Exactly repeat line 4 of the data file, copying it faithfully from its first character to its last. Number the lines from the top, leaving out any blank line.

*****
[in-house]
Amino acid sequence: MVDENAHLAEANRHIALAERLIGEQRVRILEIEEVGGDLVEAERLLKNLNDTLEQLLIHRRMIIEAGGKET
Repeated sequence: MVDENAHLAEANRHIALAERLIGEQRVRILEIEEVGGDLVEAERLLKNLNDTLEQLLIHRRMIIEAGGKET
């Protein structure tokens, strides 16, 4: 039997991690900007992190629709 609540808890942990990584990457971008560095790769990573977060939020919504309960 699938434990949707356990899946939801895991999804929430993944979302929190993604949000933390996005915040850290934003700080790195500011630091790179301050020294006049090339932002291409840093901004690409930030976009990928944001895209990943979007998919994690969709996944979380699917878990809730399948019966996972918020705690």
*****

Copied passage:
């Protein structure tokens, strides 16, 4: 039997991690900007992190629709 609540808890942990990584990457971008560095790769990573977060939020919504309960 699938434990949707356990899946939801895991999804929430993944979302929190993604949000933390996005915040850290934003700080790195500011630091790179301050020294006049090339932002291409840093901004690409930030976009990928944001895209990943979007998919994690969709996944979380699917878990809730399948019966996972918020705690």